Protecting marriage as the union of a man and a woman can be sustained even the most rigorous standard of "heightened scrutiny." For two centuries Congress has defined marriage, parenthood, and other family relationships for purposes of many federal laws (immigration, taxes, social security, military benefits, etc.). The Supreme Court repeatedly has upheld such laws. Indeed, the Supreme Court itself has declared that marriage is the union of “one man and one woman.”

The effect of President Obama's declaration not only will unilaterally repeal DOMA, but it will effectively mandate same-sex marriage throughout the United States. If it is unconstitutional, as President Obama now decrees, for Congress to refuse to recognize same-sex marriages under his newly-minted “constitutional” standard, neither may states constitutionally refuse to recognize same-sex marriages. A President lacks authority to dictate same-sex marriage for the nation or the states.

President Obama’s decision to quit defending DOMA in the middle of an appeal smacks of partisan politics. While it will make the President popular with the gays and their supporters in his own political party, it comes at a high cost to the nation. The important principle of integrity, of the U.S. government defending all laws even if the party in office dislikes them has been sacrificed. The U.S. Justice Department has a proud tradition of defending all laws enacted by Congress despite changes of administrations, despite personal disagreements with the policies involved. It is this standard of high professionalism that is now violated by President Obama's decree.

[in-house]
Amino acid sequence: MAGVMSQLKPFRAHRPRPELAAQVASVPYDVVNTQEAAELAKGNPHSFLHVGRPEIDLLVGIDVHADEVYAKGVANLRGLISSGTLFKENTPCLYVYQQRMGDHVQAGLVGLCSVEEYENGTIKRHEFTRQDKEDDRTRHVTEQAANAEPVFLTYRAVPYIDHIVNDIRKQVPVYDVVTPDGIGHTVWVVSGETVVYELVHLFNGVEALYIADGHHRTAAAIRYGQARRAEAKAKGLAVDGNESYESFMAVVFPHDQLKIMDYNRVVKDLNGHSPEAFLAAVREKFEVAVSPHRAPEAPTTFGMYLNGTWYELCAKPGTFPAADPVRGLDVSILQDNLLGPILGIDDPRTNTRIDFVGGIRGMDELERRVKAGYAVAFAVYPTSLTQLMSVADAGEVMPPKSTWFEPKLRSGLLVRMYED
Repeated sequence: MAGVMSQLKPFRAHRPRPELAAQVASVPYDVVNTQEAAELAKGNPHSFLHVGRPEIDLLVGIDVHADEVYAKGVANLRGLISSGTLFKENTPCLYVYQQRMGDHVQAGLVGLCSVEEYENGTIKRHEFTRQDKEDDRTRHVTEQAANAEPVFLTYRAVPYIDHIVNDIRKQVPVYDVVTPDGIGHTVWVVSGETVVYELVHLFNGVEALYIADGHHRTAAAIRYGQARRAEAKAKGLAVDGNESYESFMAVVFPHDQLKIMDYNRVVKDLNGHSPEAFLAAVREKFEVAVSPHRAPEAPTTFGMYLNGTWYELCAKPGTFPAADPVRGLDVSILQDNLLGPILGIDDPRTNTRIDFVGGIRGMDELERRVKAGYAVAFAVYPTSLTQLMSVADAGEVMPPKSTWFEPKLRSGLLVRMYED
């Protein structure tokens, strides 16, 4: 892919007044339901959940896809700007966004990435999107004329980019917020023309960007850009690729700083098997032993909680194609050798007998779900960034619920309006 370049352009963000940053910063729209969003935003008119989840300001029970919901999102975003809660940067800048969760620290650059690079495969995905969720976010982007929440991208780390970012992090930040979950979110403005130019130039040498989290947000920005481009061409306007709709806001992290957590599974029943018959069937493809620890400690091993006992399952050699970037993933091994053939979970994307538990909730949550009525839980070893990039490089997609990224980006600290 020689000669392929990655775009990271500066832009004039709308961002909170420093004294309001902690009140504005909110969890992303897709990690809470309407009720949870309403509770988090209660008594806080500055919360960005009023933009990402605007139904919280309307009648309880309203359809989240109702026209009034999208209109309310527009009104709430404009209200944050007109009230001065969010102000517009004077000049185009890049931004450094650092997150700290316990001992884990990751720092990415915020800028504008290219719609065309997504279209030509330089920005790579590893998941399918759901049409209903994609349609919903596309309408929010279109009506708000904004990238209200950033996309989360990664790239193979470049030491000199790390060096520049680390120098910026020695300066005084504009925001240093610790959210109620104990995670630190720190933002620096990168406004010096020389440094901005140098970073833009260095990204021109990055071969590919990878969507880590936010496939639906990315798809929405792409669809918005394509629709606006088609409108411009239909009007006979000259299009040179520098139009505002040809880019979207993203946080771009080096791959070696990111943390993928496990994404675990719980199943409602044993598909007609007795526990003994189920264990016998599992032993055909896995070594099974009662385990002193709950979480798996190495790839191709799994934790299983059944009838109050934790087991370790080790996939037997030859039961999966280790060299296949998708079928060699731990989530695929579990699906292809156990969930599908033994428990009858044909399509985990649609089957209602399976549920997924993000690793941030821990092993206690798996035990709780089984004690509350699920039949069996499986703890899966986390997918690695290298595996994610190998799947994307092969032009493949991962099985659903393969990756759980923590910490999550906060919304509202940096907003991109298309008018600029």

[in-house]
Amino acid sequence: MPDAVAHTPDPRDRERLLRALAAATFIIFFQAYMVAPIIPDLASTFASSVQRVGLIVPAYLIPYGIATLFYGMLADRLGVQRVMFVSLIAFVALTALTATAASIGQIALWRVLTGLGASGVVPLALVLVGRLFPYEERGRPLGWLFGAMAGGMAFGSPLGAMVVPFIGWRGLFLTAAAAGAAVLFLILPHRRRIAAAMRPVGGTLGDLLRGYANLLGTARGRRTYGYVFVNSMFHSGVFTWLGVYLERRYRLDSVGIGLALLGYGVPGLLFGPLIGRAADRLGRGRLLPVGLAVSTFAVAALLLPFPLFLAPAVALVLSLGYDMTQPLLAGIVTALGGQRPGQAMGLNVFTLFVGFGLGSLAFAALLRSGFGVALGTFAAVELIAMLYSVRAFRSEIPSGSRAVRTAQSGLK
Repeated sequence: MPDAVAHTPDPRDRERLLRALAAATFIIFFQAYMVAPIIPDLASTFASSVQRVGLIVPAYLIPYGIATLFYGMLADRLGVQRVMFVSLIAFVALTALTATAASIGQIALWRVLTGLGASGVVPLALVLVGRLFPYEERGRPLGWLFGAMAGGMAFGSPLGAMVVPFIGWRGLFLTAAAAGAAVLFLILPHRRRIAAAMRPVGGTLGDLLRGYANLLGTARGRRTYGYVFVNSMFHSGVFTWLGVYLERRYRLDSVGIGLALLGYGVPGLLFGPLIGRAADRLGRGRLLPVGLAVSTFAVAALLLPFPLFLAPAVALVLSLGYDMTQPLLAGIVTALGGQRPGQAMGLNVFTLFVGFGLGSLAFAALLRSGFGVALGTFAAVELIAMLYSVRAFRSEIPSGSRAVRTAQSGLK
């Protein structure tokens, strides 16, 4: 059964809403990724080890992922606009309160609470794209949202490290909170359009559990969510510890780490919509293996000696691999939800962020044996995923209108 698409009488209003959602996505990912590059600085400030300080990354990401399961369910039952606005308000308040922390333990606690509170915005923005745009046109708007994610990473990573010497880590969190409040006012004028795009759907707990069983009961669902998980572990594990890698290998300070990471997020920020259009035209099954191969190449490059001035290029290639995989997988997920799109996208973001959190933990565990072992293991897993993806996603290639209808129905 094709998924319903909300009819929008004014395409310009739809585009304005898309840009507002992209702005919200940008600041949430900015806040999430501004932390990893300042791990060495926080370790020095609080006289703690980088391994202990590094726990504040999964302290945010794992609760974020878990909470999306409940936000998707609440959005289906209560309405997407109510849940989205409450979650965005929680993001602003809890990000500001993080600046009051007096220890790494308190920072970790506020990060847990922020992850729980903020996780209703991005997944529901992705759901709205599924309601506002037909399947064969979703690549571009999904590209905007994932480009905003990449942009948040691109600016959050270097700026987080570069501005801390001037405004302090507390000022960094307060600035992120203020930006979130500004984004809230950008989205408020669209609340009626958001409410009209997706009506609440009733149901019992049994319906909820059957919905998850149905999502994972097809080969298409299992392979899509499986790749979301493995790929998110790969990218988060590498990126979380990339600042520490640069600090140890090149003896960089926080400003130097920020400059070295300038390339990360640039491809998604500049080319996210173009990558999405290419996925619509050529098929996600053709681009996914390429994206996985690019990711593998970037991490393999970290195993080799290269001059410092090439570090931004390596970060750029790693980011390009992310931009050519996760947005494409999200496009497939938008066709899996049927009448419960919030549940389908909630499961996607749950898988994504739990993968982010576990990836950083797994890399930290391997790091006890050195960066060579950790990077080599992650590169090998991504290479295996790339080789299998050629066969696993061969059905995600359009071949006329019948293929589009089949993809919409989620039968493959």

The Obama administration must have feared that if the suit against DOMA went to the Supreme Court, the Court would uphold DOMA, even despite the administration’s weak defense of it. The Obama administration chose not to run that risk, by not defending DOMA further. That is unworthy of the President and Attorney General of the United States.

The place for President Obama to change DOMA is in Congress, where DOMA was enacted fifteen years ago. Now the President forces Congress to step up to defend DOMA and do the job that President Obama was elected to do.

The belief that opponents of DOMA and supporters of same-sex marriage could be trusted in public office to faithfully defend and enforce the laws, despite their personal preferences, has been severely damaged by President Obama’s political move. It is said that "what goes around, comes around" in Washington, so President Obama's decision to not defend a law that he does not like (DOMA) invites the next Republican president to do the same thing. For example, it invites a Republican president to refuse to defend President Obama's very controversial health care reforms.

So as a matter of family law, constitutional law, legal professionalism, and civic responsibility, President Obama's decision to quit defending DOMA is very troubling.
Lynn D. Wardle
wardlel@law.byu.edu

wardle